The constraint this imposes on the department has been a subject of substantial media and negative sentiments arising from stakeholders despite the efforts to modernise and advance the integrity of processes at our immigration frontline. We understand it clearly to be in our best interest to excel in facilitating the movement of travellers to enhance the perception of South Africa as a preferred destination.

In December 2015, the department introduced biometric capturing of travellers at four international airports, namely, OR Tambo International Airport, Cape Town International Airport, King Shaka International Airport and Lanseria.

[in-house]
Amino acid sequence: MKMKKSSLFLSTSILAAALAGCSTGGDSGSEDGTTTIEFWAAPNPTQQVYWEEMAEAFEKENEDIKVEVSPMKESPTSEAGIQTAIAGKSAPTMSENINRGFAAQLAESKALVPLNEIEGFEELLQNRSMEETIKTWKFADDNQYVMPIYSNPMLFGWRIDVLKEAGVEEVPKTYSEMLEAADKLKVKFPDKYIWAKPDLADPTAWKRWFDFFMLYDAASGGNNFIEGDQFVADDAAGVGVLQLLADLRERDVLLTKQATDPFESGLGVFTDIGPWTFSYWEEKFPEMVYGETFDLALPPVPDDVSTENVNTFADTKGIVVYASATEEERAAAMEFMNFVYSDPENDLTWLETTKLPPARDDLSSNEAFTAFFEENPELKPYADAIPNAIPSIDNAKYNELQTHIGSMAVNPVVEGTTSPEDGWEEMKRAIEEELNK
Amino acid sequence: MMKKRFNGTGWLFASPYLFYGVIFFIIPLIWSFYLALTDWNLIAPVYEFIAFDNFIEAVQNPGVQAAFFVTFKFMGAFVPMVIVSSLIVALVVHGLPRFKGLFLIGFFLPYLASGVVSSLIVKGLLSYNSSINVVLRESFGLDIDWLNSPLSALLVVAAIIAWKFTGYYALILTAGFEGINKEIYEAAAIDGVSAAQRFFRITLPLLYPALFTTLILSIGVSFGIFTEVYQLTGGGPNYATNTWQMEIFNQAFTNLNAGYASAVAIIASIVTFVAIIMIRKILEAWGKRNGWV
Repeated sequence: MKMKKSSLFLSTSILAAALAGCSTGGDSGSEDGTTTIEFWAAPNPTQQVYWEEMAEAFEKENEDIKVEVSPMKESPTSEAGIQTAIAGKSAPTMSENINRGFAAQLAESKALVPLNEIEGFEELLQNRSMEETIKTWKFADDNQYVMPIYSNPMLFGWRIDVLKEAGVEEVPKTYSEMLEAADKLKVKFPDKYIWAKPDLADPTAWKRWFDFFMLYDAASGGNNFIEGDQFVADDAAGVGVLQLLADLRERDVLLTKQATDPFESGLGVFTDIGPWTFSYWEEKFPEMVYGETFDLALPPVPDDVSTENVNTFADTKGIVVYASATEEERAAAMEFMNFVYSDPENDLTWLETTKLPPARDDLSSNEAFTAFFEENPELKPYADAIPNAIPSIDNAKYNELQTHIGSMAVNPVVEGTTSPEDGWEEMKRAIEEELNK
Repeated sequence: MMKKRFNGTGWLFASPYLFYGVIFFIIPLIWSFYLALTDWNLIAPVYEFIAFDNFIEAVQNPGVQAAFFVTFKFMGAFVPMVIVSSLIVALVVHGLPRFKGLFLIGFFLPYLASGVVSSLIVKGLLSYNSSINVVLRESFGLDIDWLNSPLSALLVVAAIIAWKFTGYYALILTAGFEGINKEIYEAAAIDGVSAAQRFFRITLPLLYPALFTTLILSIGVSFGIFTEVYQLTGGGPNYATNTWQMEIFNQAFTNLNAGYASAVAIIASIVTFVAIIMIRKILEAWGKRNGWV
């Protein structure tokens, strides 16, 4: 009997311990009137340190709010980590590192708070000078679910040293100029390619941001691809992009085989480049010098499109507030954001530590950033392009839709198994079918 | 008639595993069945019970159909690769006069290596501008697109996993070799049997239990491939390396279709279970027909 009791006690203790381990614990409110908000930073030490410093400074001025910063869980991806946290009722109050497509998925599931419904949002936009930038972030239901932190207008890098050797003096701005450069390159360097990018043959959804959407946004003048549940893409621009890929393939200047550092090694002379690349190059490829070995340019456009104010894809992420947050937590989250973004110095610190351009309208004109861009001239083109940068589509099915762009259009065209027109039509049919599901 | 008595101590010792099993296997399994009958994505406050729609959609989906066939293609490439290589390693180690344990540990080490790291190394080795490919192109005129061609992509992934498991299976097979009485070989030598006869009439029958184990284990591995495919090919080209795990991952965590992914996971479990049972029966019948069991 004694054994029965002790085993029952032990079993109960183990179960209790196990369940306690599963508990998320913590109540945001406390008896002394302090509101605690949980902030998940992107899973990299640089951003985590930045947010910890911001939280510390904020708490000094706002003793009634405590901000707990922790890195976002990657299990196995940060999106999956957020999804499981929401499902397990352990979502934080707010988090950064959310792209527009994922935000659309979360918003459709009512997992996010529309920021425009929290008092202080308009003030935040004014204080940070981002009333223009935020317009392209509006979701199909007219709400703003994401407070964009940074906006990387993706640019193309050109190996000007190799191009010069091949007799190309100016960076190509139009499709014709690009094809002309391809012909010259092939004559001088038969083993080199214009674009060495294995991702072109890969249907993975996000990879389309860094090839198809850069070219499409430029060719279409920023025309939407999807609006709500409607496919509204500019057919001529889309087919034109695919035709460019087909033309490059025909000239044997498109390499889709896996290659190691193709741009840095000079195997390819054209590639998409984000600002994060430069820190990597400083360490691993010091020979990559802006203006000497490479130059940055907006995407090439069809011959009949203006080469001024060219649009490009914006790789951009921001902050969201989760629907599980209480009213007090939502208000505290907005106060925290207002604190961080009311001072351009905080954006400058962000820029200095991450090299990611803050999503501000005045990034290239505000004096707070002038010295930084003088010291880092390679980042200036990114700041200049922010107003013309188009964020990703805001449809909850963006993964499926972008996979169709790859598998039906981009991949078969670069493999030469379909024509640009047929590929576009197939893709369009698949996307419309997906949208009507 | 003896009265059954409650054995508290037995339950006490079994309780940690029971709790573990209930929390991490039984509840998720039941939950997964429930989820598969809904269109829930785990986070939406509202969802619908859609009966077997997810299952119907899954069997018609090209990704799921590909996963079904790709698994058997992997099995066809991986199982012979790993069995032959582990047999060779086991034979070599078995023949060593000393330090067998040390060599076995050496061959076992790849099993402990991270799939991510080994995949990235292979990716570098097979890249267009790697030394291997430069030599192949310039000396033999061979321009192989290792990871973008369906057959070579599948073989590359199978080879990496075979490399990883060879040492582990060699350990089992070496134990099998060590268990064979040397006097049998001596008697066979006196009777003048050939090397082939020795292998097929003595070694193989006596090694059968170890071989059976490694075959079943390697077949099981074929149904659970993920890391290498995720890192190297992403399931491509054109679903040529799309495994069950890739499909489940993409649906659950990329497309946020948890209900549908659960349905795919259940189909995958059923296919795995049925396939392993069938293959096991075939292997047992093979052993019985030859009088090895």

Biometric capturing enhances our capacity to uniquely identify individuals and confirm the identity of travellers with the highest possible degree of certainty, security and efficiency. Although it has increased the processing time per traveller, it remains a key component in order to protect our national security. To improve facilitation, South African Citizens have been automatically exempted from this process.

The facilitation of legal movement by visitors to South Africa from countries abroad entails the issuance of enabling documents such as visas and permits. In this regard, the capturing of biometrics on arrival at the port of entry also assisted with the relaxation of the immigration regulation which had initially required persons from visa required countries to appear in person during the visa application process. This includes facilitating travellers from approximately 1500 Accredited Tourism Companies in China. 

Added benefits included doing away with the requirement for a Transit Visa for travellers using ports of entry that have biometric capacity.